Monday, 8 February 2016


LOGLINE: A young boy suffers from daylight hallucinations only to discover they are real, and that he is able to cross into an alternate world where he has special powers that may be the undoing of the universe. 

WRITERS: Stephen King - Novel -- Akiva Goldsman & Jeff Pinkner screenplay.

STORY: 12 year old Jake lives in Manhattan. His father died recently and his mother married a man that wants nothing to do with Jake. 

Jake suffers from daylight hallucinations and nightmares. He feels compelled to draw these whacky imaginings down, and when his teachers and carers see these post apocalyptic sketches they're pretty sure he's nuts.

He also sees a psychiatrist who is sure Jake's nuts. Jake doesn't want to be nuts. 

Being nuts ain't cool. Nuts doesn't get girls. 

Jake encounters a couple of monsters at his school, and like the hero he wants to be, he kicks the shit out of them - rather, he smashes them over the head with a computer. 

Bummer for Jake, then, when he finds out that these two monsters were really fellow classmates dressed in their halloween costumes.

A mistake any of us could have made, but for poor old Jake, this is the straw that sends him to a psychiatric institute. 

That night, Jake puts a couple of his drawings together and sketches out a house and the number 1919. With a good old Google reverse image search, he finds out that this house is located in Brooklyn.

Just when the funny farm orderlies are coming to take Jake away he draws a gun on them and runs away.

Where does he run to?

To this house in Brooklyn of course, where he discovers that it is a portal to an alternate universe, known as mid-world. 

When jake gets to mid-world, he realises that he's not nuts. This is where all his hallucinations and visions had been coming from. 

This world is bananas to put it nicely. The sun rises in the north, sets in the east. Time follows its own rules. Animals are humanised - there are human bodies walking around with weasel heads and chicken heads etc... 

Basically imagine the most messed up dream you ever had, then times that to the power of 100 acid trips and you're about half way there. 

It's in this mid-world that Jake meets Roland. 

Roland is one bad ass mother fuckin' gunslinger - hence the title of the book. 

Seriously, this guy moves at bullet-time speeds that make Neo look like a sloth on lithium. 

Roland has his nemesis - the man in black - also known as Walter. (Seriously - pretty bad ass name huh!).

Walter's mission is very vague as most things are in this story. His mission is to use children with special powers to cut or destroy the stars - because the stars hold up the DARK TOWER.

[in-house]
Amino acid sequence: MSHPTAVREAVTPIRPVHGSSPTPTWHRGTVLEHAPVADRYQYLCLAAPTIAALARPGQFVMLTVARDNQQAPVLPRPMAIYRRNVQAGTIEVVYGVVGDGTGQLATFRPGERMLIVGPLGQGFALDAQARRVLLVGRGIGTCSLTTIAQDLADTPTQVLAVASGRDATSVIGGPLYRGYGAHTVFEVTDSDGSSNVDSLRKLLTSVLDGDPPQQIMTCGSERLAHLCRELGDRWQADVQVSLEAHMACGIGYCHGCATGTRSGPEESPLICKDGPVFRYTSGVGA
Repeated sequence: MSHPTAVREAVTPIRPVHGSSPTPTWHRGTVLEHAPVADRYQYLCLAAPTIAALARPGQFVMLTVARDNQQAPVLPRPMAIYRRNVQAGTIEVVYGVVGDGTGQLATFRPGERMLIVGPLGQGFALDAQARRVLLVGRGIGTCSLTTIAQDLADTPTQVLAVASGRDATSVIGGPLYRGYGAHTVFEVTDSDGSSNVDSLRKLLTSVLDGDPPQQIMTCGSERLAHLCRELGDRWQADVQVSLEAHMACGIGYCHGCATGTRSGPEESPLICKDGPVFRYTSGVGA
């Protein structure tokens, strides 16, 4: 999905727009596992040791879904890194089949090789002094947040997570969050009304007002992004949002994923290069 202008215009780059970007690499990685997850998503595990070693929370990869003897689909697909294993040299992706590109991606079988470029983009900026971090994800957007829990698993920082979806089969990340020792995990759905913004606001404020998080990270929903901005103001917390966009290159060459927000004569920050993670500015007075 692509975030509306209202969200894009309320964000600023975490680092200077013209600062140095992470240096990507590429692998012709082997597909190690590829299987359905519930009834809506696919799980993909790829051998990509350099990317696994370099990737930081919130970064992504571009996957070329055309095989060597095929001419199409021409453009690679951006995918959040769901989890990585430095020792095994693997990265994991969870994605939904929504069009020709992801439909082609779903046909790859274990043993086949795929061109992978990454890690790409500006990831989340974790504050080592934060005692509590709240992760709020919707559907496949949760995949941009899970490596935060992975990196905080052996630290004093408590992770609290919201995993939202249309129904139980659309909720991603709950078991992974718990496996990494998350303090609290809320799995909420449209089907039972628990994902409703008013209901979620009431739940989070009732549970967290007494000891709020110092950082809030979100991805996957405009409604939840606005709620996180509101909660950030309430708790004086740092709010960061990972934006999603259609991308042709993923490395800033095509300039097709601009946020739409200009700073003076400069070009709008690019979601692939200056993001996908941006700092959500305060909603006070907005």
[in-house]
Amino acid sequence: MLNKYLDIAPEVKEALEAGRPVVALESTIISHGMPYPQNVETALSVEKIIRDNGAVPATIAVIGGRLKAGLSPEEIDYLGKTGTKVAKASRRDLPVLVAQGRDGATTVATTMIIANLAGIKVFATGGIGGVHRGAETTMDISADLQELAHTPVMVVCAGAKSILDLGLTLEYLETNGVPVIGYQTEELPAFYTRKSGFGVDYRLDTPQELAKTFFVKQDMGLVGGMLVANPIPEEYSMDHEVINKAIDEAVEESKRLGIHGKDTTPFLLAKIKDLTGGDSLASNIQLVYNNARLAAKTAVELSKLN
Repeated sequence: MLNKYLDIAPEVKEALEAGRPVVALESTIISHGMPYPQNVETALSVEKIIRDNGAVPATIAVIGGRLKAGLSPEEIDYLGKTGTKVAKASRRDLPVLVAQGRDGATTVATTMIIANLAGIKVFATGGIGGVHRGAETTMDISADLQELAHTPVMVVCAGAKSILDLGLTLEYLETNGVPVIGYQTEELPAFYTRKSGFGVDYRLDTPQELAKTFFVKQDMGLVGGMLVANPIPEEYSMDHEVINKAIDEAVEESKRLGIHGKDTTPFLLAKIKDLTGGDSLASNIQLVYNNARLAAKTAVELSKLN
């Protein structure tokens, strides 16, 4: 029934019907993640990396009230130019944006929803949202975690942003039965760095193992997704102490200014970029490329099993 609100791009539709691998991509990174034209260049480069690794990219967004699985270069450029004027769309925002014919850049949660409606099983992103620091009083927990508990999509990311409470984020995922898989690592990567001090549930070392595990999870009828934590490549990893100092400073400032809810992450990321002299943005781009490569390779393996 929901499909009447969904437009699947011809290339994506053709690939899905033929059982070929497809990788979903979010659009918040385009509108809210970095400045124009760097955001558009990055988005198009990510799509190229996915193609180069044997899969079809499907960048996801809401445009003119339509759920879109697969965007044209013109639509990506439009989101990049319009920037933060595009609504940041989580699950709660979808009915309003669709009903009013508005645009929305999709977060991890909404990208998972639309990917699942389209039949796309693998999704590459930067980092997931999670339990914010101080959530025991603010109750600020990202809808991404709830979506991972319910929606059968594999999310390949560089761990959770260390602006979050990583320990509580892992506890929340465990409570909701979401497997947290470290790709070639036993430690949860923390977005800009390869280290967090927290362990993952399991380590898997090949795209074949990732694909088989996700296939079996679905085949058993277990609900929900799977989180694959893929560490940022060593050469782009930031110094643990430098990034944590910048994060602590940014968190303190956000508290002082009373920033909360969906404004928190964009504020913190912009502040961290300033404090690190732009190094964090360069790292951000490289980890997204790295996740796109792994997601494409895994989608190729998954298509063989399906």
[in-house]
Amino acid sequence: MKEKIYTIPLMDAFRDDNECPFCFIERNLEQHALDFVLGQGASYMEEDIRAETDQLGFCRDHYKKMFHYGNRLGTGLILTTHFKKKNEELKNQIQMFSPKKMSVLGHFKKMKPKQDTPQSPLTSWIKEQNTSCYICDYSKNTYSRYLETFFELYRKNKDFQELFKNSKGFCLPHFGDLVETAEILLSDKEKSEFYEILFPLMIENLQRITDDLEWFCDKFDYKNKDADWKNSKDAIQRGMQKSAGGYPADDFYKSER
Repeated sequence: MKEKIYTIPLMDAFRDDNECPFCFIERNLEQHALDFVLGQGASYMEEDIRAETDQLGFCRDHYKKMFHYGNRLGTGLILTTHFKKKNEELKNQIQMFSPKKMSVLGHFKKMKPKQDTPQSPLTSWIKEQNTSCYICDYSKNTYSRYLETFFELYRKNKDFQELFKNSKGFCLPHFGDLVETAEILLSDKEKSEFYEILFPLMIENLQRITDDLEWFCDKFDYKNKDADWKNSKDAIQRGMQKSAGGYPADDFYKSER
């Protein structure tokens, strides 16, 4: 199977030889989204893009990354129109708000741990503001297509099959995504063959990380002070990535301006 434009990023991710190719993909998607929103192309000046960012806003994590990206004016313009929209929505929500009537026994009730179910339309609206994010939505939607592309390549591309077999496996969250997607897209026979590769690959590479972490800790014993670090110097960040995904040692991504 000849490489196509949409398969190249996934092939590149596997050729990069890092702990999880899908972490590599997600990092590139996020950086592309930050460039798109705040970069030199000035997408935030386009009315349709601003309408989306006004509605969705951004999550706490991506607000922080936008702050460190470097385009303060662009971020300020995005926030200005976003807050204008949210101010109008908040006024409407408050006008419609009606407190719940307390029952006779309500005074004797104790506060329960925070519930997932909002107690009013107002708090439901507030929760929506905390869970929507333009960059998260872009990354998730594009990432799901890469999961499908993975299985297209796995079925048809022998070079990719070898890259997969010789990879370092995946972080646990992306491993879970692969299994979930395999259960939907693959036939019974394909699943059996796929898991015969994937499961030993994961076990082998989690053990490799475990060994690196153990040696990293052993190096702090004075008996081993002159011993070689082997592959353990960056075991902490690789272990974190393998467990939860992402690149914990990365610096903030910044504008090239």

Yeah - I said shit was weird. 

I'm sure someone who has read the novel eight times could probably give a better summary of Walter's mission - but that's what I got from one read of this screenplay. 

I have no desire to re-read it to clarify what was going on, as I don't believe even Stephen King knows what's going on. 


So While Walter is out there being bad ass and using second rate kids to shoot down these stars that are holding up the Dark Tower - Roland is out there searching for Walter. 

Roland bumps into Jake and they form an odd friendship.

After a couple of fun little adventures -- Roland becomes infected with some radioactive poisoning. He's gonna die soon as they don't have any anti-radioactive poisoning tablets here in the mid-world.

Jake realises that back in his world (earth) they have loads of easily available anti-radioactive poisoning tablets. 

So.... Jake takes Roland back to his world.

Back in Manhattan, they go to a chemist and get the anti-radioactive tablets - then we get the first fun part of the story -- a fish out of water story -- we get to see Roland adjusting to modern Manhattan life. He discovers sugar and fucking loves it! Among other pleasures. 

But all is not to be happy for ever... soon Jake and Roland are hunted by police as Jake is a missing child using his mother's credit card to buy supplies.

Somehow they get back to Jake's apartment, where he 'shines' the moment where his mother was taken hostage by Walter. 

Shining is the ability to see an event after the event has happened. It's like seeing a residue of an event some time later. 

Now that Roland is healthy again, he and Jake head back into the Mid World where (I think) they're going to try and hunt down Walter and get his mother back. 

The question becomes, will he succeed, and what will happen to him now he is a part of this alternative universe. 



No... that's not fair. It's an adaptation of a Stephen King novel, so it's got to be good right?

If this were a stand alone spec screenplay I would say this is the worst pile of garbage I've ever read. 

But it's not. These writers had to follow the story Stephen King wrote.

I just googled how many pages are in the Dark Tower novel. I thought there would be something like 700 pages... but no... there are 224. 

That's a really short novel. We'd be looking at around 70 000 words. That's not many for a novel at all. Especially compared to Stephen King's other opuses. 

Reviewing something that is adapted from a Stephen King work is hard to do.

You have to keep in mind that there are incredible adaptations such as THE SHINING - and MISERY -- two sensational films. 

But then you have to remind yourself that there are some really awful adaptations out there.